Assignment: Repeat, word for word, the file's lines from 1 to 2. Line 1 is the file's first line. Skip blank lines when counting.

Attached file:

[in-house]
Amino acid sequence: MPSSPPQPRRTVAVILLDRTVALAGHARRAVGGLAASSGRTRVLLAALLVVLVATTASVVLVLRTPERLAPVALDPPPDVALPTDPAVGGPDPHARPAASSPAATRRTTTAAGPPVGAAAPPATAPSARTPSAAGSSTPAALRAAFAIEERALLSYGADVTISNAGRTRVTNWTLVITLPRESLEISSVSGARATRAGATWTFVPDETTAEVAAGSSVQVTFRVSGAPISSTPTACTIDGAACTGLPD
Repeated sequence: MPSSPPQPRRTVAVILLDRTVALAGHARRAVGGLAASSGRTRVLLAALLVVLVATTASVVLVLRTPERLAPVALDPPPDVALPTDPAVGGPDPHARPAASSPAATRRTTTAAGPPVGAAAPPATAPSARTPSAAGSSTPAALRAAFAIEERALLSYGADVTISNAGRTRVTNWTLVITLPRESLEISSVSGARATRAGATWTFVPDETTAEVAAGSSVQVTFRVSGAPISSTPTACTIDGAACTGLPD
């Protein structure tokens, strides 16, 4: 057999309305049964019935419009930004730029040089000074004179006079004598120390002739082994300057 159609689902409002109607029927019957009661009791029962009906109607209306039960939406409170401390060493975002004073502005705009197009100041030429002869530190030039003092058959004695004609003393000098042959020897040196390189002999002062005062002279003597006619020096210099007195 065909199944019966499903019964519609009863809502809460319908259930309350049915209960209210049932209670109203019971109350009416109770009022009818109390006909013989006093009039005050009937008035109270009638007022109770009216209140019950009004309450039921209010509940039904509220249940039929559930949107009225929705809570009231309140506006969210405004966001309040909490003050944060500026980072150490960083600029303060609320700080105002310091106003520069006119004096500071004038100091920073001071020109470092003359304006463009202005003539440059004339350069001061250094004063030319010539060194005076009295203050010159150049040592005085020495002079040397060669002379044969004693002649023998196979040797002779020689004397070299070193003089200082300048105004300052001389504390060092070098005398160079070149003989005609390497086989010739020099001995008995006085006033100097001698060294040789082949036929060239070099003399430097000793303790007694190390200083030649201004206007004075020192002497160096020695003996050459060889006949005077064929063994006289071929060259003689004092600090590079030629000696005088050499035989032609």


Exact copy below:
[in-house]
Amino acid sequence: MPSSPPQPRRTVAVILLDRTVALAGHARRAVGGLAASSGRTRVLLAALLVVLVATTASVVLVLRTPERLAPVALDPPPDVALPTDPAVGGPDPHARPAASSPAATRRTTTAAGPPVGAAAPPATAPSARTPSAAGSSTPAALRAAFAIEERALLSYGADVTISNAGRTRVTNWTLVITLPRESLEISSVSGARATRAGATWTFVPDETTAEVAAGSSVQVTFRVSGAPISSTPTACTIDGAACTGLPD